The age difference between Djokovic and Sinner, 21, was the greatest between Wimbledon men’s semifinalists since the Open era began in 1968. Djokovic would be the oldest Wimbledon champion since professionals were initially permitted to compete that year.

“I feel 36 is the new 26, I guess,” Djokovic added. “It feels good.”

Sinner is the one who hammered serves at up to 132 mph and pounded one fault that clanged against the speed readout board in a corner of the stadium with such force that it sounded as though he might have damaged it. More concerning for Sinner: it was followed by another error in a service game in which he fell down 2-1 in the second set.

In reality, as skilled as Sinner is, he didn’t aggravate Djokovic any more than chair umpire Richard Haigh did.

In one game, Djokovic fought to no effect after forfeiting a point because Haigh called him for hindrance for letting out a lengthy yell while the ball was still in play. Moments later, Haigh warned Djokovic for letting the serve time run out.

“It was a very stressful game for me to survive and storm through.” “It was crucial,” said Djokovic, who thought the hindrance call was erroneous after seeing a replay. He said Haigh needed to “recognise the moment a little bit more” before issuing the time warning. “Fortunately for me, I kept my cool.”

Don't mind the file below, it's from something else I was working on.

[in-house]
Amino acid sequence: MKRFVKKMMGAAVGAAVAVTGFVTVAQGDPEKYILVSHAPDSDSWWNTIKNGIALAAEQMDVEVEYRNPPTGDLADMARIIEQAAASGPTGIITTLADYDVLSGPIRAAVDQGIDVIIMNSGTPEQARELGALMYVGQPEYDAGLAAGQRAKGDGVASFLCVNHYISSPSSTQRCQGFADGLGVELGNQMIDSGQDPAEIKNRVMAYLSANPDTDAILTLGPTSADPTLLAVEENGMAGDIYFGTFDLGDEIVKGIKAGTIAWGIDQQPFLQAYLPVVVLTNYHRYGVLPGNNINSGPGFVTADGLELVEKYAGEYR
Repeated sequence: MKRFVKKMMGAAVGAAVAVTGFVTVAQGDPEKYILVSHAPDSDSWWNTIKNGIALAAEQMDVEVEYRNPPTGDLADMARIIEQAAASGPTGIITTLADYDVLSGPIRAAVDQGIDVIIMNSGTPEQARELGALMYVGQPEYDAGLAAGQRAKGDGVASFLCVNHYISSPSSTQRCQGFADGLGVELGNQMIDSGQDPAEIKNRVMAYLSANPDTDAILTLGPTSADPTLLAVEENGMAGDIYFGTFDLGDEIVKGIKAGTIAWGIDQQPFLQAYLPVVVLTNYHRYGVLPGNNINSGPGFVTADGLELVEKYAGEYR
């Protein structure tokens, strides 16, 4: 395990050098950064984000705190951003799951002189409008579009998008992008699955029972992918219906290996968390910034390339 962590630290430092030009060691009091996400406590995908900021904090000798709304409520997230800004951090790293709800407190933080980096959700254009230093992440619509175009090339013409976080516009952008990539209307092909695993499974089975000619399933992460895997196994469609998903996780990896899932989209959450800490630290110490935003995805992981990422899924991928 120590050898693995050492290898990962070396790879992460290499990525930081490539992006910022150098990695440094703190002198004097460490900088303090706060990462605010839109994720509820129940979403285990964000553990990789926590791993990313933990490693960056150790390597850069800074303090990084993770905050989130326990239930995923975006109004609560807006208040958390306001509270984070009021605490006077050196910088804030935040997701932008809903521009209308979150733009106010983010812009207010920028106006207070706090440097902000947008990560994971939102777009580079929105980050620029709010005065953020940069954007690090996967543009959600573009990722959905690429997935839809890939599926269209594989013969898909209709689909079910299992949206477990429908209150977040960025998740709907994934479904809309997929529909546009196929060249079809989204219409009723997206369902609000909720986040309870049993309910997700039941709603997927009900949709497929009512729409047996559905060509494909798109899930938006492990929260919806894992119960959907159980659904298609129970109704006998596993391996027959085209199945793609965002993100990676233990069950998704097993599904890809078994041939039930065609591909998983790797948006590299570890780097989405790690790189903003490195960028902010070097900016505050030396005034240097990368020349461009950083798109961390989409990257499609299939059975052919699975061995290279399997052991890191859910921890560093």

Indeed, Djokovic did, extending his campaign to match Roger Federer as the only men to have won eight singles titles at Wimbledon. Martina Navratilova won the women’s championship nine times.

Djokovic won his 22nd major title in the Australian Open in January, and his 23rd at the French Open in June (his Wimbledon shoes have a small “23” stamped on the side) after defeating Alcaraz in the semifinals at Roland Garros.

If Djokovic wins on Sunday, he would head to the US Open in August with a chance to complete the first calendar-year Grand Slam since Rod Laver in 1969.

The grass was sticky and sloppy during Djokovic vs. Sinner because the retractable roof of the main stadium was closed due to rain outside. Sinner slipped on the first point, and Djokovic on the third. And that happened to each of them again and again. They continuously pounded the soles of their shoes with their rackets to try to get the grass and dirt out.

Taking against Djokovic signified a big increase in the level of competition for Sinner. He had not only not faced a single seeded player until Friday, but he had also faced opponents ranked 79th, 85th, 98th, and 111th.

No one has spent more weeks at No. 1 in the half-century history of computerised tennis rankings – men’s and women’s – than Djokovic, who is currently No. 2. However, that figure does not accurately reflect his current condition.

This was Djokovic’s 46th major semifinal and Sinner’s first, and it seemed clear at the most vital points.

Sinner came close to reaching that stage a year ago at the All England Club, when he had a two-set lead in the quarterfinals against Djokovic, who rallied to win in five sets.

That type of job was not required this afternoon. Djokovic never let it go to that point.